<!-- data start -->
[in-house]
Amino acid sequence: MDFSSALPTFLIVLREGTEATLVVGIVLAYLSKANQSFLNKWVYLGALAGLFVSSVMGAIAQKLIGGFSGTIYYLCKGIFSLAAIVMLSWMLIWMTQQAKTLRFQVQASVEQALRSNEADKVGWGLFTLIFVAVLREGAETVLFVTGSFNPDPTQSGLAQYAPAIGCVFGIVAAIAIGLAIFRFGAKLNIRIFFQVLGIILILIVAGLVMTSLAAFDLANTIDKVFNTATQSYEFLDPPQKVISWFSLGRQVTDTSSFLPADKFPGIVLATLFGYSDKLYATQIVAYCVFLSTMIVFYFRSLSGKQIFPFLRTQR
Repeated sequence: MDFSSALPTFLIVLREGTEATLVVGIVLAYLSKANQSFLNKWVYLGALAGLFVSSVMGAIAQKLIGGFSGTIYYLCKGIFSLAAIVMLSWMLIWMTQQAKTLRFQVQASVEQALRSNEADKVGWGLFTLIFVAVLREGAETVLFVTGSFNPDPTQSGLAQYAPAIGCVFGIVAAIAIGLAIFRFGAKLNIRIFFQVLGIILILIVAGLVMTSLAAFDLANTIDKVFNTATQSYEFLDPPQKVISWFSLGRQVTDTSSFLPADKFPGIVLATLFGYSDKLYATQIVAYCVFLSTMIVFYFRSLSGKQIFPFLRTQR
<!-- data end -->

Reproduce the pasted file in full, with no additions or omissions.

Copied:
[in-house]
Amino acid sequence: MDFSSALPTFLIVLREGTEATLVVGIVLAYLSKANQSFLNKWVYLGALAGLFVSSVMGAIAQKLIGGFSGTIYYLCKGIFSLAAIVMLSWMLIWMTQQAKTLRFQVQASVEQALRSNEADKVGWGLFTLIFVAVLREGAETVLFVTGSFNPDPTQSGLAQYAPAIGCVFGIVAAIAIGLAIFRFGAKLNIRIFFQVLGIILILIVAGLVMTSLAAFDLANTIDKVFNTATQSYEFLDPPQKVISWFSLGRQVTDTSSFLPADKFPGIVLATLFGYSDKLYATQIVAYCVFLSTMIVFYFRSLSGKQIFPFLRTQR
Repeated sequence: MDFSSALPTFLIVLREGTEATLVVGIVLAYLSKANQSFLNKWVYLGALAGLFVSSVMGAIAQKLIGGFSGTIYYLCKGIFSLAAIVMLSWMLIWMTQQAKTLRFQVQASVEQALRSNEADKVGWGLFTLIFVAVLREGAETVLFVTGSFNPDPTQSGLAQYAPAIGCVFGIVAAIAIGLAIFRFGAKLNIRIFFQVLGIILILIVAGLVMTSLAAFDLANTIDKVFNTATQSYEFLDPPQKVISWFSLGRQVTDTSSFLPADKFPGIVLATLFGYSDKLYATQIVAYCVFLSTMIVFYFRSLSGKQIFPFLRTQR